Appeal from the Order of the Court of Common Pleas of Montgomery County in the case of Township of Cheltenham v. Diamond Auto Leasing, Inc., No. 80-14902.
Alan F. Markovitz, Markovitz, Luskus, Feinstein & Meo, for appellant.
Mark C. Clemm, with him, Gilbert P. High, Jr., High, Swartz, Roberts & Seidel, for appellee.
Judges MacPhail and Barry, and Senior Judge Blatt, sitting as a panel of three. Opinion by Judge MacPhail.
[ 106 Pa. Commw. Page 162]
Diamond Auto Leasing, Inc. (Appellant) appeals from an order of the Court of Common Pleas of Montgomery County which denied Appellant's motion for post-trial relief. We affirm.
The trial court relied on a stipulation of facts entered into by Appellant and the Township of Cheltenham (Township). A review of this stipulation reveals the following.
On December 17, 1968, the Township enacted a Mercantile License Tax. On December 30, 1976, it enacted a Business Privilege Tax.
Appellant has been engaged in the business of leasing automobiles since about January 1, 1977. Appellant conducts its business from a headquarters situated in the Township.
In general, prospective lessees contact Appellant by telephone and inquire as to the availability of particular
[ 106 Pa. Commw. Page 163]
makes and models of automobiles, as well as options which may be desired and the financial terms upon which a lease for such automobiles may be arranged. There are no automobile dealerships in Cheltenham Township so Appellant contacts various automobile dealers in the surrounding area in an attempt to find the automobiles its customers desire. Lease agreements between Appellant and potential lessees are prepared by Appellant in the Township. In most cases, Appellant mails a lease agreement to a potential lessee who then executes the lease and returns it to Appellant by mail. In some cases the lessee will execute the lease agreement at Appellant's place of business. Approximately seventy-five percent of the time, the lessee will take possession of the automobile at the location of the dealer from whom it was obtained by Appellant. Approximately twenty-five percent of the time, the lessee will take possession of the automobile at Appellant's place of business. In some cases, Appellant will deliver the automobile to the lessee.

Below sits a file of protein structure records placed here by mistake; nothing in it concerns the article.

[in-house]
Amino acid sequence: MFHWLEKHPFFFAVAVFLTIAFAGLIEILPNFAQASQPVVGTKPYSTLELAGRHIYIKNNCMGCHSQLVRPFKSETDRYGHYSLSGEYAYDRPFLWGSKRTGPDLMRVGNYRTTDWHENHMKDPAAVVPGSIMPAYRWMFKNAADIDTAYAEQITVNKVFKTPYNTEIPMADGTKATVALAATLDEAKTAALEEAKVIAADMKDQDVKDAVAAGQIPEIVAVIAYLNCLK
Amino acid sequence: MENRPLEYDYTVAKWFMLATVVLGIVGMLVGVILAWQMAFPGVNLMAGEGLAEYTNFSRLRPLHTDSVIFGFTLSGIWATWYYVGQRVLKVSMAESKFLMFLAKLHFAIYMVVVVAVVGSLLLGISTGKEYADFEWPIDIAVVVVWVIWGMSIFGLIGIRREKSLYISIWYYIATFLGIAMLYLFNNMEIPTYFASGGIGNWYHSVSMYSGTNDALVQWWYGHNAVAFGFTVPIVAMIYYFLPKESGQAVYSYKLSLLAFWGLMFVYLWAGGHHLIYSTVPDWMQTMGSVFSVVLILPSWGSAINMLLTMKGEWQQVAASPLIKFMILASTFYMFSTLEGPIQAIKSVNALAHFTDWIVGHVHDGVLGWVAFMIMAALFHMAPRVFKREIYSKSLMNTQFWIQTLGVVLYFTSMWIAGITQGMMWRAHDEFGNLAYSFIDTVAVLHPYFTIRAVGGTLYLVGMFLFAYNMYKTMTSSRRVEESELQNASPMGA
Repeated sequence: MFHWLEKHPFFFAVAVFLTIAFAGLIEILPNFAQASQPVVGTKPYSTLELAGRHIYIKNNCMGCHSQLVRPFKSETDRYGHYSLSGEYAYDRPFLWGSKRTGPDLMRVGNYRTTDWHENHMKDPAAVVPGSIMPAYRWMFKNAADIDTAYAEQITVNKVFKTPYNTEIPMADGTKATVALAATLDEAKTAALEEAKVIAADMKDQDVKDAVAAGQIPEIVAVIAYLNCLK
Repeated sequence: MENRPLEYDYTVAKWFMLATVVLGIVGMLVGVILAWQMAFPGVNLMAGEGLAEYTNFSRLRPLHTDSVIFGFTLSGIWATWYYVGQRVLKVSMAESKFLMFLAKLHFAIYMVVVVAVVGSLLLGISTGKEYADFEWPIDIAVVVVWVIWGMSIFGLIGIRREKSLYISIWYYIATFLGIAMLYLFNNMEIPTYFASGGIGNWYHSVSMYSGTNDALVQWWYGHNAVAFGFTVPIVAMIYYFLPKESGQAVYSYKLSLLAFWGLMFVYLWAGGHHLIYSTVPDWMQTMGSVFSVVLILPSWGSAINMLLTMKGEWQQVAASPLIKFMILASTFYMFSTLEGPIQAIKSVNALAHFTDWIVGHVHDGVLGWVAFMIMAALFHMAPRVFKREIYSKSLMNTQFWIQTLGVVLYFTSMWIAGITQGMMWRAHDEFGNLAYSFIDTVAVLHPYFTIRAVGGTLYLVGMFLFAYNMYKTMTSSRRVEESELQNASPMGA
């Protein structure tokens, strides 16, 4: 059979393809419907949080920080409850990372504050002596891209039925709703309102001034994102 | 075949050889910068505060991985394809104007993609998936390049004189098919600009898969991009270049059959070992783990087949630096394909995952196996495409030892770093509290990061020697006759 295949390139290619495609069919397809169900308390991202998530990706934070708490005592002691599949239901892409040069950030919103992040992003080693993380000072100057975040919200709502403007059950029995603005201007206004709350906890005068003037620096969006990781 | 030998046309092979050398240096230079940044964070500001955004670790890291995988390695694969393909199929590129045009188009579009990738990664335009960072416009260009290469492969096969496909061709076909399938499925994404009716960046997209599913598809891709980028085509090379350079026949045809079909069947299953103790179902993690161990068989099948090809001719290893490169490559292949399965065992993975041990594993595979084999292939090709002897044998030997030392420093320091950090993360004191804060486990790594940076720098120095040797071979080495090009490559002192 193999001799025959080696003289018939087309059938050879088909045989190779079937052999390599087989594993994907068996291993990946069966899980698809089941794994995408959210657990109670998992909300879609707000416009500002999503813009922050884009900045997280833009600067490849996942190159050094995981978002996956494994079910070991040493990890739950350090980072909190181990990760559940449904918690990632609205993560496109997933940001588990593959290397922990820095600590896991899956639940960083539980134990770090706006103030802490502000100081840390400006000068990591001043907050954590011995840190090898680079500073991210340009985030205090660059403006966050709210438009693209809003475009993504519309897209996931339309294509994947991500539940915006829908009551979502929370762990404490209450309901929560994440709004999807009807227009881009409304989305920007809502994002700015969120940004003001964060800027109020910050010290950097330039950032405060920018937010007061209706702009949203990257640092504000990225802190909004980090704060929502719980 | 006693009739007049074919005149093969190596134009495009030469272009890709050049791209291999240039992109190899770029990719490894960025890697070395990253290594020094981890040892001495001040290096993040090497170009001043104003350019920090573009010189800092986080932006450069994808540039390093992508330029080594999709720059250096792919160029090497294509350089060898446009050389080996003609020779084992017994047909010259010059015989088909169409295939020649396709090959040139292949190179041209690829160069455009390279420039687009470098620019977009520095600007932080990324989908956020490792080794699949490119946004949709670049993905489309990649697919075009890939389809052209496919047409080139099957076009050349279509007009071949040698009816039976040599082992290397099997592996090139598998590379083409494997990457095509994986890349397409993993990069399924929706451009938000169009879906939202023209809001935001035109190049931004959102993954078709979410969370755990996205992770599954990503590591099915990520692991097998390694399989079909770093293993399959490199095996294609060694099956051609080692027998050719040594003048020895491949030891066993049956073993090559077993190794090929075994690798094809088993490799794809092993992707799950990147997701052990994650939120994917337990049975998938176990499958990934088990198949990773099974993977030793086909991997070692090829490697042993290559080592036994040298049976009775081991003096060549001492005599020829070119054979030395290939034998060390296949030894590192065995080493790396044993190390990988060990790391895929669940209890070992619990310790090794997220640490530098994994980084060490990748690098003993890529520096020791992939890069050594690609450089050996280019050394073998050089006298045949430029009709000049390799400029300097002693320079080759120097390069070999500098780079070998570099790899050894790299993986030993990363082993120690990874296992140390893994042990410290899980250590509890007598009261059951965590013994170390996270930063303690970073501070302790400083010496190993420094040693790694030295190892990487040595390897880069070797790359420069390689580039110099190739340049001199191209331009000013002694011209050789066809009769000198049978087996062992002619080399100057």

Appellant also provides its lessees with an auto repair service. Appellant entered into a contract with Spada's Auto Service to provide the repairs. Under the contract, Spada leases space from Appellant in which it performs annual state inspections, motor tune-ups, oil changes, brake work and similar maintenance work. The automobiles are brought to Appellant's premises and the work is performed by Spada. Spada makes a labor charge for such servicing at the rate of fifty percent of the Chilton Manual recommended rate. Spada bills Appellant for the work done on cars leased by Appellant to its clients. Appellant then adds fifty percent to the labor charge on such bills and forwards the ...